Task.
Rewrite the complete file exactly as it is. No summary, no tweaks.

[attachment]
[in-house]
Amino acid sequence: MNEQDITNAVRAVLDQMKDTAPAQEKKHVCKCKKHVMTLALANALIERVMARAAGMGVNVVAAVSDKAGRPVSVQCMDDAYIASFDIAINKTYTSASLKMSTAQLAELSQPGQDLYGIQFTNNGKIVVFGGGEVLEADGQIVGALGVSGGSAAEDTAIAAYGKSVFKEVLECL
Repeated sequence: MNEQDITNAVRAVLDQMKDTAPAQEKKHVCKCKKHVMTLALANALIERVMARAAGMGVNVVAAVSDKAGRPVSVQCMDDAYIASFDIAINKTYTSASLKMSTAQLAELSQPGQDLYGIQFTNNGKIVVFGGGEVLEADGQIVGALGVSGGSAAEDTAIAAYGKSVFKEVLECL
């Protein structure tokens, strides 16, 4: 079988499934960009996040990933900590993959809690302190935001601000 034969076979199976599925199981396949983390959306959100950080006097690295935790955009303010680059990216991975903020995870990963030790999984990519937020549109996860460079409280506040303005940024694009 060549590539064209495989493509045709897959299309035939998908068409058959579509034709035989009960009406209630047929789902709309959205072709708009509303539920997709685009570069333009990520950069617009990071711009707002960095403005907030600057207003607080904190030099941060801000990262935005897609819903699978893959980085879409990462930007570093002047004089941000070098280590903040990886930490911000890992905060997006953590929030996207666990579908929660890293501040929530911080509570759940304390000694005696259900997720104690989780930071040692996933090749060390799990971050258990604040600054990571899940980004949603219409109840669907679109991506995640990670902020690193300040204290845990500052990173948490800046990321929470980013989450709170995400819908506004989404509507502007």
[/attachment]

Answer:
[in-house]
Amino acid sequence: MNEQDITNAVRAVLDQMKDTAPAQEKKHVCKCKKHVMTLALANALIERVMARAAGMGVNVVAAVSDKAGRPVSVQCMDDAYIASFDIAINKTYTSASLKMSTAQLAELSQPGQDLYGIQFTNNGKIVVFGGGEVLEADGQIVGALGVSGGSAAEDTAIAAYGKSVFKEVLECL
Repeated sequence: MNEQDITNAVRAVLDQMKDTAPAQEKKHVCKCKKHVMTLALANALIERVMARAAGMGVNVVAAVSDKAGRPVSVQCMDDAYIASFDIAINKTYTSASLKMSTAQLAELSQPGQDLYGIQFTNNGKIVVFGGGEVLEADGQIVGALGVSGGSAAEDTAIAAYGKSVFKEVLECL
């Protein structure tokens, strides 16, 4: 079988499934960009996040990933900590993959809690302190935001601000 034969076979199976599925199981396949983390959306959100950080006097690295935790955009303010680059990216991975903020995870990963030790999984990519937020549109996860460079409280506040303005940024694009 060549590539064209495989493509045709897959299309035939998908068409058959579509034709035989009960009406209630047929789902709309959205072709708009509303539920997709685009570069333009990520950069617009990071711009707002960095403005907030600057207003607080904190030099941060801000990262935005897609819903699978893959980085879409990462930007570093002047004089941000070098280590903040990886930490911000890992905060997006953590929030996207666990579908929660890293501040929530911080509570759940304390000694005696259900997720104690989780930071040692996933090749060390799990971050258990604040600054990571899940980004949603219409109840669907679109991506995640990670902020690193300040204290845990500052990173948490800046990321929470980013989450709170995400819908506004989404509507502007």